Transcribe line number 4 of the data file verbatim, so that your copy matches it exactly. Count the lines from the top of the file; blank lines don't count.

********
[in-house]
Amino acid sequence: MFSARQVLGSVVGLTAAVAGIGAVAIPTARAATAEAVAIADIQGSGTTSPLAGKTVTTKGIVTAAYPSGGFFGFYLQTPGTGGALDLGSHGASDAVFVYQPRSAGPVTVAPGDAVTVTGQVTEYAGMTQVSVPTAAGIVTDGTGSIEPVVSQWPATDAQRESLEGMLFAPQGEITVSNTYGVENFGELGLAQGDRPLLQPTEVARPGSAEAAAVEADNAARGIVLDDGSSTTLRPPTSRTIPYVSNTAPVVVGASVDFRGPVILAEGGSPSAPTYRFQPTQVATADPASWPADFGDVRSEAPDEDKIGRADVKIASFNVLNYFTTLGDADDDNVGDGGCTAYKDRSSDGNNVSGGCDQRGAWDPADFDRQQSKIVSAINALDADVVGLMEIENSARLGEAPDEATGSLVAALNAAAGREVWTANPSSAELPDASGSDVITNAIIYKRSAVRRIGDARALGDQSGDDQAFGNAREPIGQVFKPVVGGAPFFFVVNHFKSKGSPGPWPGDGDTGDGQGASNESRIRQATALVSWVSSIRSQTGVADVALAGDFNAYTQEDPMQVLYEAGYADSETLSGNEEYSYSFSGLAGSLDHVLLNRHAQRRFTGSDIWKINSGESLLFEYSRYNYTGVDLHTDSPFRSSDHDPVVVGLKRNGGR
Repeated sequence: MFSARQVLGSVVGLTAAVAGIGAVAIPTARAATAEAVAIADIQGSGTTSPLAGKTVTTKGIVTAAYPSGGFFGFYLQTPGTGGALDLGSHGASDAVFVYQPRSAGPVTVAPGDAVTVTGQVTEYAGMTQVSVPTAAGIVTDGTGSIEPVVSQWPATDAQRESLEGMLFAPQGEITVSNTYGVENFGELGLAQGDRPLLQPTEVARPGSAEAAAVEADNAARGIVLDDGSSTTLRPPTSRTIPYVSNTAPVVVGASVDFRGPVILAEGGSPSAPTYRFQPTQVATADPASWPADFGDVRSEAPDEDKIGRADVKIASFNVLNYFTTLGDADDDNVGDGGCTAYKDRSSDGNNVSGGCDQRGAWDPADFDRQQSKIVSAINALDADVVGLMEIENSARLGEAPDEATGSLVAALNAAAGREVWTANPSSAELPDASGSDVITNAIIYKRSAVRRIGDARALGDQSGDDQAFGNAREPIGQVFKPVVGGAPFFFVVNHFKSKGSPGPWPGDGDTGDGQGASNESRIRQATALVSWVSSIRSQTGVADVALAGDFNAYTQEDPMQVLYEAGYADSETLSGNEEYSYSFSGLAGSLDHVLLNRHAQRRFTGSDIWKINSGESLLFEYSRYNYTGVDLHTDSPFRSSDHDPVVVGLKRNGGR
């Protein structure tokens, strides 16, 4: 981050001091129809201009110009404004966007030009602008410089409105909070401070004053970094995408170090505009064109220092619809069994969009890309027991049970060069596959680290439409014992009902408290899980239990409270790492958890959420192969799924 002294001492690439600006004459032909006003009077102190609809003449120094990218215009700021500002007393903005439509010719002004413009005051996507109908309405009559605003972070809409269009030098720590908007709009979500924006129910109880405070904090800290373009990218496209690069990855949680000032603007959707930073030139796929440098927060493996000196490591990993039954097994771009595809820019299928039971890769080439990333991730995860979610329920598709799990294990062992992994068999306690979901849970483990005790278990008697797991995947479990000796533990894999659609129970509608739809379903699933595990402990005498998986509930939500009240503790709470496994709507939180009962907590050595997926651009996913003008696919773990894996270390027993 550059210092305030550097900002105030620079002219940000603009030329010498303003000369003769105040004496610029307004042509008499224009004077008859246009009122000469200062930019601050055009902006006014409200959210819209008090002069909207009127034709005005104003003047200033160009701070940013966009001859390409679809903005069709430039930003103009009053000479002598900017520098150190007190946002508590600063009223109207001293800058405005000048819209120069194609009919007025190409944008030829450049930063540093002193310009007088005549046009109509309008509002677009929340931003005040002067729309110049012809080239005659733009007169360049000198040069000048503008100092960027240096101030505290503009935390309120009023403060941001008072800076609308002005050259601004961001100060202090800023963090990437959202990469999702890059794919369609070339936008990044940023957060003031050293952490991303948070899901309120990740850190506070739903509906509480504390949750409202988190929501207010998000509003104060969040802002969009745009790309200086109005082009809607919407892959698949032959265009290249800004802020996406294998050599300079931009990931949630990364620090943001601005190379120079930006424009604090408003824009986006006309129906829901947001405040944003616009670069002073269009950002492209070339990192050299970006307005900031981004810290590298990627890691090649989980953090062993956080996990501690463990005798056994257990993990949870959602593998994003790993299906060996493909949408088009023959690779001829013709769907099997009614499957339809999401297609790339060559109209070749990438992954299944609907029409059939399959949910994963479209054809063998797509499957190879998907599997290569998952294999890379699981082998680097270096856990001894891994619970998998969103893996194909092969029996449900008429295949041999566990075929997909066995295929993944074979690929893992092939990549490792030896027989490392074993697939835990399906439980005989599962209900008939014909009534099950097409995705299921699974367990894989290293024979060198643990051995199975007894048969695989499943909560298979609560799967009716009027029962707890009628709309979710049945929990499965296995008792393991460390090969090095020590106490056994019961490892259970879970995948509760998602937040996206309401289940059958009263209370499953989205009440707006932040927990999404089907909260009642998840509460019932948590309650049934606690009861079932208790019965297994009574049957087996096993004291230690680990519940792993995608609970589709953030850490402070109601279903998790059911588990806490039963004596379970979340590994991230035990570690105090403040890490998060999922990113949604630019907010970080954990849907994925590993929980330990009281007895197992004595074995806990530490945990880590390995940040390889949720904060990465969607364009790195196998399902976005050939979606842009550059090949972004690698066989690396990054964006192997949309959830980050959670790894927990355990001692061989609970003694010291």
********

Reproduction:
């Protein structure tokens, strides 16, 4: 981050001091129809201009110009404004966007030009602008410089409105909070401070004053970094995408170090505009064109220092619809069994969009890309027991049970060069596959680290439409014992009902408290899980239990409270790492958890959420192969799924 002294001492690439600006004459032909006003009077102190609809003449120094990218215009700021500002007393903005439509010719002004413009005051996507109908309405009559605003972070809409269009030098720590908007709009979500924006129910109880405070904090800290373009990218496209690069990855949680000032603007959707930073030139796929440098927060493996000196490591990993039954097994771009595809820019299928039971890769080439990333991730995860979610329920598709799990294990062992992994068999306690979901849970483990005790278990008697797991995947479990000796533990894999659609129970509608739809379903699933595990402990005498998986509930939500009240503790709470496994709507939180009962907590050595997926651009996913003008696919773990894996270390027993 550059210092305030550097900002105030620079002219940000603009030329010498303003000369003769105040004496610029307004042509008499224009004077008859246009009122000469200062930019601050055009902006006014409200959210819209008090002069909207009127034709005005104003003047200033160009701070940013966009001859390409679809903005069709430039930003103009009053000479002598900017520098150190007190946002508590600063009223109207001293800058405005000048819209120069194609009919007025190409944008030829450049930063540093002193310009007088005549046009109509309008509002677009929340931003005040002067729309110049012809080239005659733009007169360049000198040069000048503008100092960027240096101030505290503009935390309120009023403060941001008072800076609308002005050259601004961001100060202090800023963090990437959202990469999702890059794919369609070339936008990044940023957060003031050293952490991303948070899901309120990740850190506070739903509906509480504390949750409202988190929501207010998000509003104060969040802002969009745009790309200086109005082009809607919407892959698949032959265009290249800004802020996406294998050599300079931009990931949630990364620090943001601005190379120079930006424009604090408003824009986006006309129906829901947001405040944003616009670069002073269009950002492209070339990192050299970006307005900031981004810290590298990627890691090649989980953090062993956080996990501690463990005798056994257990993990949870959602593998994003790993299906060996493909949408088009023959690779001829013709769907099997009614499957339809999401297609790339060559109209070749990438992954299944609907029409059939399959949910994963479209054809063998797509499957190879998907599997290569998952294999890379699981082998680097270096856990001894891994619970998998969103893996194909092969029996449900008429295949041999566990075929997909066995295929993944074979690929893992092939990549490792030896027989490392074993697939835990399906439980005989599962209900008939014909009534099950097409995705299921699974367990894989290293024979060198643990051995199975007894048969695989499943909560298979609560799967009716009027029962707890009628709309979710049945929990499965296995008792393991460390090969090095020590106490056994019961490892259970879970995948509760998602937040996206309401289940059958009263209370499953989205009440707006932040927990999404089907909260009642998840509460019932948590309650049934606690009861079932208790019965297994009574049957087996096993004291230690680990519940792993995608609970589709953030850490402070109601279903998790059911588990806490039963004596379970979340590994991230035990570690105090403040890490998060999922990113949604630019907010970080954990849907994925590993929980330990009281007895197992004595074995806990530490945990880590390995940040390889949720904060990465969607364009790195196998399902976005050939979606842009550059090949972004690698066989690396990054964006192997949309959830980050959670790894927990355990001692061989609970003694010291």